Myung-bak is scheduled to visit Ghana, as part of an investment-promotion tour
to selected African countries. He is coming to Africa as part of his manifesto
pledge to build a better Korea which suffered a US$8 billion current account
deficit in 2008.
But the forum has questioned the capability of STX to raise the $10 billion since
available records
indicate that STX is facing a major liquidity crisis and does not have the
balance sheet for this level of exposure.
The Institute’s major concern is premised on the unavailability of a
clause in the agreement what the source of funding is even though the
transaction is a supplier’s credit agreement.
The Institute said the cost of $50,000 per house is inordinately high
considering that the Government of Ghana is providing the land, permits, tax
exemptions for imported materials and machinery, corporate tax exemptions, and
paying for the costs and expenses of STX saying with these incentives it is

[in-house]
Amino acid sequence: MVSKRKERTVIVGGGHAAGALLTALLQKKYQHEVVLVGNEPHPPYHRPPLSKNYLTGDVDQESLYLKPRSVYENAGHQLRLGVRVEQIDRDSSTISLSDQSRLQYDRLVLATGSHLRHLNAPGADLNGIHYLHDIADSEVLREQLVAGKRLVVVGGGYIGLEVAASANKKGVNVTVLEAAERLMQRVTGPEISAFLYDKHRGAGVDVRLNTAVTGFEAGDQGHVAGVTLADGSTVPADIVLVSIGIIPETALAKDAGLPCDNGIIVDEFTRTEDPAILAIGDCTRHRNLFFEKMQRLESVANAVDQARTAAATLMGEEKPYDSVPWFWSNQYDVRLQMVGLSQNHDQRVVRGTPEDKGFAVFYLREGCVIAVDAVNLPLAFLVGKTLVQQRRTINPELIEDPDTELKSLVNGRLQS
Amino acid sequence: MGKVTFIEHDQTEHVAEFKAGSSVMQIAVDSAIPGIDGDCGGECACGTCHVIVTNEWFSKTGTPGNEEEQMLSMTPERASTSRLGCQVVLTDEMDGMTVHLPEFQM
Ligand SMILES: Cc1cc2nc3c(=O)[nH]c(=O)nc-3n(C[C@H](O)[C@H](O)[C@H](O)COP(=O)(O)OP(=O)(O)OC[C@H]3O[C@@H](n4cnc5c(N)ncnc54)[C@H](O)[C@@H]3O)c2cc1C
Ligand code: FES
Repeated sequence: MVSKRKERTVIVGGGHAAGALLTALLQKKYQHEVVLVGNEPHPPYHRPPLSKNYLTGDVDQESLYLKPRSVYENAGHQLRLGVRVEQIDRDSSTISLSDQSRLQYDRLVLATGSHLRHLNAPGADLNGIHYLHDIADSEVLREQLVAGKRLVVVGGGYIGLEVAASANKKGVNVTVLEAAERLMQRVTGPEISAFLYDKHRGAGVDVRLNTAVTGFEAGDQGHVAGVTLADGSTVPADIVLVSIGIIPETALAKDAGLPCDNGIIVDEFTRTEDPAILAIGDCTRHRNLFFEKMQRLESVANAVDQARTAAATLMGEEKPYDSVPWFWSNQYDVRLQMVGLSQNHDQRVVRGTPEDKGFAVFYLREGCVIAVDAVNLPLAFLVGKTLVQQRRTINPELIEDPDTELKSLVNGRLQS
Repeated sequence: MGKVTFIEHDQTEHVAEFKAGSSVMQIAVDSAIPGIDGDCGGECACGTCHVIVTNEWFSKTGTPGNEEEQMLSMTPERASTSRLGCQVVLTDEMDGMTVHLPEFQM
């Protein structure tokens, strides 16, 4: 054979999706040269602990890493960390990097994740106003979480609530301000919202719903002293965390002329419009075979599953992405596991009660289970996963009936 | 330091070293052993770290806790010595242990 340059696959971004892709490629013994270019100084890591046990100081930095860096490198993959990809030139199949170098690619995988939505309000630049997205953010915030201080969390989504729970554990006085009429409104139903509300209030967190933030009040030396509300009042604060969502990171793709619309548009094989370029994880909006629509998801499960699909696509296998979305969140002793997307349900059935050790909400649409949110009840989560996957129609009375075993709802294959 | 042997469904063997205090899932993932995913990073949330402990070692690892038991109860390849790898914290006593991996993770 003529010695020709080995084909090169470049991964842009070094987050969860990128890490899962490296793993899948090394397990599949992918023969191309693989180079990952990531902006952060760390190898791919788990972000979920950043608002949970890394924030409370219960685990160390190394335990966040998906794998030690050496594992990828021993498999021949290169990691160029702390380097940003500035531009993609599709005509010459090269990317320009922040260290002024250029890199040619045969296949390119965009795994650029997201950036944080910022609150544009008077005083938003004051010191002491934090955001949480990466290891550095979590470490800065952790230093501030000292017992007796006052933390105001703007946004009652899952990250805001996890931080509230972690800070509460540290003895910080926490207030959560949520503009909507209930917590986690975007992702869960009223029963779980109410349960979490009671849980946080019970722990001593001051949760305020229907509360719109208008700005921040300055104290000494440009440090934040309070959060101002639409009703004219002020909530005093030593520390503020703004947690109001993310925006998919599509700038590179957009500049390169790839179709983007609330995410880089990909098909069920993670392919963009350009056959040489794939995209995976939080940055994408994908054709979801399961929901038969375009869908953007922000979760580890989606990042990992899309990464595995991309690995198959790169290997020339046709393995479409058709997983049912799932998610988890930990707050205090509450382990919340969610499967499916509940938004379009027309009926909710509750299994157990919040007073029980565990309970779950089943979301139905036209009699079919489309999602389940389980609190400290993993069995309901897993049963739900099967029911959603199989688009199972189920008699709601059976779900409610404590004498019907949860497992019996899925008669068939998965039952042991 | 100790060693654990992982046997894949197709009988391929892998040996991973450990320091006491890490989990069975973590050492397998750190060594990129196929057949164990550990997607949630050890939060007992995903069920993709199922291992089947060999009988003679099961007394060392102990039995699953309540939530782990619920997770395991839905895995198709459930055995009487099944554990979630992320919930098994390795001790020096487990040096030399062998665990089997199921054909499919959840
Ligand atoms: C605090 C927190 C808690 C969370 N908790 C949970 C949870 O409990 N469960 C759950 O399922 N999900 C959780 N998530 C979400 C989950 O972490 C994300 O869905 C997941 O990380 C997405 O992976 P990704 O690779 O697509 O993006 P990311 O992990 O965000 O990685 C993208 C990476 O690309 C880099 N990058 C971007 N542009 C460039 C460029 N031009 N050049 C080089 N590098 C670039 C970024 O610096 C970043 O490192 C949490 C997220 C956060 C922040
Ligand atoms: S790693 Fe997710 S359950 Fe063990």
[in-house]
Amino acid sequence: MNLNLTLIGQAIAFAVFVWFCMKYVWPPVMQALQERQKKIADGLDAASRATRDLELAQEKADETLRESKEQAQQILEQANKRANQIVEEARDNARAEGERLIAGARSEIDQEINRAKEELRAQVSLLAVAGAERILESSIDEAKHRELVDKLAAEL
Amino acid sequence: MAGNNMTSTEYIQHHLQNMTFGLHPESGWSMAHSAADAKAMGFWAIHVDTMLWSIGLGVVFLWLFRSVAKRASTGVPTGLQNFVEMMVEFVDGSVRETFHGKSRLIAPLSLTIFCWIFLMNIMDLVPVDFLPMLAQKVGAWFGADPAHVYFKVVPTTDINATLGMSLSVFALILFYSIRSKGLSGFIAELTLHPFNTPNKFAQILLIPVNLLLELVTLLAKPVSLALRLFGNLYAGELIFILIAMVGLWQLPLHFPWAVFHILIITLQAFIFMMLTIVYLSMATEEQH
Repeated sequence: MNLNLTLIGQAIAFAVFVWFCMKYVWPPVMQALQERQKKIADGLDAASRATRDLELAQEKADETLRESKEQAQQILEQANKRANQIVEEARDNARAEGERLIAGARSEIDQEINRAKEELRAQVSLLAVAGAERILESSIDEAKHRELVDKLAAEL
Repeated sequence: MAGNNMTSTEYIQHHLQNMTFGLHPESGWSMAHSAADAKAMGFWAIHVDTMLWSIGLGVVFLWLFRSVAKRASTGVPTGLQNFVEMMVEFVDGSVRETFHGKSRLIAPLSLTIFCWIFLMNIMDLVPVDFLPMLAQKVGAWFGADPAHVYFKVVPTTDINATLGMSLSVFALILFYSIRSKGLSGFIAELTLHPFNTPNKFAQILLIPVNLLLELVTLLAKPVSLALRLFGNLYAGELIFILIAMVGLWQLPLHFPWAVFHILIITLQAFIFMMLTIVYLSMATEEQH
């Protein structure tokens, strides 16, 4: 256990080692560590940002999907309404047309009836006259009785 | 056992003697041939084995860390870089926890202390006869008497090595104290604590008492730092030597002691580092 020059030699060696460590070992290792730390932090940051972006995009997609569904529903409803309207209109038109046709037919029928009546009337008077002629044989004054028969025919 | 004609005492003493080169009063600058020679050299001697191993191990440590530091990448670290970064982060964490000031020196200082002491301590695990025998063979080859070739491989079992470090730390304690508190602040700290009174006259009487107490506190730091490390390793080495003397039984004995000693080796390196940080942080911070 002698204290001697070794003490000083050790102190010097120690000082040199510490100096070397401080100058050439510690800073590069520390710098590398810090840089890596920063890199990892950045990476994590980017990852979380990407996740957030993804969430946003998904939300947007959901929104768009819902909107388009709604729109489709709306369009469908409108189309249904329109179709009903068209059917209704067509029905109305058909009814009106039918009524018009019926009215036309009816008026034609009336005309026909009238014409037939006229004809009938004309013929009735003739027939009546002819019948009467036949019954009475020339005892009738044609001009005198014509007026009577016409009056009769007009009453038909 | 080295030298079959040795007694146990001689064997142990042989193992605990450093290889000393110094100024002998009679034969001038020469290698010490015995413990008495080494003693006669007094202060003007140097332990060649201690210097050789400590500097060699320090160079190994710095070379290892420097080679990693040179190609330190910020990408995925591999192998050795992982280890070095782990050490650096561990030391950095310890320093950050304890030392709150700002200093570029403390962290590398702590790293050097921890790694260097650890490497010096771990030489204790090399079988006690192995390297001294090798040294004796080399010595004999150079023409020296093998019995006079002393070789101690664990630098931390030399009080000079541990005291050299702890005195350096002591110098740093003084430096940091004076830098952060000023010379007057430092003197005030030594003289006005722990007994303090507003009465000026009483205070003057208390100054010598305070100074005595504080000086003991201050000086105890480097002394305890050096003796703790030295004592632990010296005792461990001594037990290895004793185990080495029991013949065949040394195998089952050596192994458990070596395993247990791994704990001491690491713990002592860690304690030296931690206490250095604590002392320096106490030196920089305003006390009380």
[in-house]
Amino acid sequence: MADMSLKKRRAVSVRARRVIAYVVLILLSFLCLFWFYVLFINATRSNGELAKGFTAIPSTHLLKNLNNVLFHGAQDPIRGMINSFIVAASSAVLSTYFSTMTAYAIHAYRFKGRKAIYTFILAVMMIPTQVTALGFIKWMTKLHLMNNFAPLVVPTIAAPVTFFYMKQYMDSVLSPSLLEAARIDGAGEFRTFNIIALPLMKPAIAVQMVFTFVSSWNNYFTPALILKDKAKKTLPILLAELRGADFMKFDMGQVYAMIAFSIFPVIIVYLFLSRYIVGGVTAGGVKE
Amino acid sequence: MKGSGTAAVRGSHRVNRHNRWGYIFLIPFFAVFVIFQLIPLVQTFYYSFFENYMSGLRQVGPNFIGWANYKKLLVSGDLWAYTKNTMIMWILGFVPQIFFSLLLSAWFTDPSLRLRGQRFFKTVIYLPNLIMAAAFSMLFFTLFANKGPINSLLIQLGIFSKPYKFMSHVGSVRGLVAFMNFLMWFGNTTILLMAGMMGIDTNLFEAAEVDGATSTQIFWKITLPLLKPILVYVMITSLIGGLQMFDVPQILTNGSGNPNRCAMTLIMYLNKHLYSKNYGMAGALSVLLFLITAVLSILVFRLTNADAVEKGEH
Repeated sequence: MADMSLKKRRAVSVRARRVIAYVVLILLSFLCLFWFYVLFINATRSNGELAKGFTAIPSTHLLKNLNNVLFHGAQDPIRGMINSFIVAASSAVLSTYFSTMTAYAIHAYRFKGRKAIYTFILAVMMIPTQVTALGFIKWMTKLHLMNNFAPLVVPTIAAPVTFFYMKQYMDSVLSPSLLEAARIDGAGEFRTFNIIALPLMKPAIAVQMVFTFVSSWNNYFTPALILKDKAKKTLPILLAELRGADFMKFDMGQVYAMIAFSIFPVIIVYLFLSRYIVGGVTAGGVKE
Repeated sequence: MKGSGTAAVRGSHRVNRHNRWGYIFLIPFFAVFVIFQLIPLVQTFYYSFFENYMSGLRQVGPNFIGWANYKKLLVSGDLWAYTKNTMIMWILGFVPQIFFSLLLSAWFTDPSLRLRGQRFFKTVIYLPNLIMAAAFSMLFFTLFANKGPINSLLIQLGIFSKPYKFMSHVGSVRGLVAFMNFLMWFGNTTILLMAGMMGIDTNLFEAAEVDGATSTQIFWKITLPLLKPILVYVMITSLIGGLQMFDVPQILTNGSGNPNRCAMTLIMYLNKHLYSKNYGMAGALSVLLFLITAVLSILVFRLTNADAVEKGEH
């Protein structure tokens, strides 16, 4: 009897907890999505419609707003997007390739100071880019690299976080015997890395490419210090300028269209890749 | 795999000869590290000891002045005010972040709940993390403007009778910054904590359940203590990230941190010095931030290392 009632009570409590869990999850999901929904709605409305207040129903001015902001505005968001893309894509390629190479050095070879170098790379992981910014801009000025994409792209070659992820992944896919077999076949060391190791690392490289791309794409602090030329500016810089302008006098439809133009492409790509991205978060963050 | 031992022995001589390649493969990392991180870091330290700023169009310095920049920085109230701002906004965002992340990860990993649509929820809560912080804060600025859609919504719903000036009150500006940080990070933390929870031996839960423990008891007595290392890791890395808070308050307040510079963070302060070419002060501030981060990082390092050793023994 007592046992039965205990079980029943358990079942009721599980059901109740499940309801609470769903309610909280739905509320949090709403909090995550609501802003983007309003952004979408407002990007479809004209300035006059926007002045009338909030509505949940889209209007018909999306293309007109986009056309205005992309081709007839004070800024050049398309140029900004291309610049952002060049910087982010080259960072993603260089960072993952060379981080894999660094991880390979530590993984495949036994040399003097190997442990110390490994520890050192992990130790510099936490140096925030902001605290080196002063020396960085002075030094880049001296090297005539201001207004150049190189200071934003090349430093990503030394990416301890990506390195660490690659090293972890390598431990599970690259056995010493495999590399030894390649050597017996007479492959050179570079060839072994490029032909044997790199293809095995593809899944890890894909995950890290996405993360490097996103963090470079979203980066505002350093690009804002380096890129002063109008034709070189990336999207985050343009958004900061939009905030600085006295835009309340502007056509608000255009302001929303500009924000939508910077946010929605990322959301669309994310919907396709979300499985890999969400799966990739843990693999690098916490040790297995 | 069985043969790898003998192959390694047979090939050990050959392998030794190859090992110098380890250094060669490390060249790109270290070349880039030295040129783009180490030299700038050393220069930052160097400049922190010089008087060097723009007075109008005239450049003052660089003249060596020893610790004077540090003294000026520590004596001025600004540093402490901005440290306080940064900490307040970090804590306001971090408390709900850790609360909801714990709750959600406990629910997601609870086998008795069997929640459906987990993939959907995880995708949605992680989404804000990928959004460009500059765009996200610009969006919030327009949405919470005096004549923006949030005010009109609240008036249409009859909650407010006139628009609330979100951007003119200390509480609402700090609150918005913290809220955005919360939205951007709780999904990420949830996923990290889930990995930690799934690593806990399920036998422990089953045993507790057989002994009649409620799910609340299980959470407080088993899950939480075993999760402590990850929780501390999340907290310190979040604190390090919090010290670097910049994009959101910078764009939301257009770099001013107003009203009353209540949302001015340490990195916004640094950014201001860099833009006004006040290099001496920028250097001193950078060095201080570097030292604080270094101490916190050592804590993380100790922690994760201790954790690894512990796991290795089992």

clear that these houses can be constructed for a fraction of the cost.
Frank Tackie, the President of the Ghana Institute of Planners,
representing also the Ghana Institute of Architects, the Ghana Institute of
Engineers and the Ghana Institute of Surveyors, said alternative local building
materials, local expertise and better value for money can be achieved if
Government had focused on Ghanaian firms, materials and expertise rather than
Sammy Amegayibor, representing GREDA, also lamented
how Government has refused to sit down with them to explore the option of
getting the Ghana Real Estate Developers' Association to undertake the project
because local contractors are more than capable. GREDA says, "We don't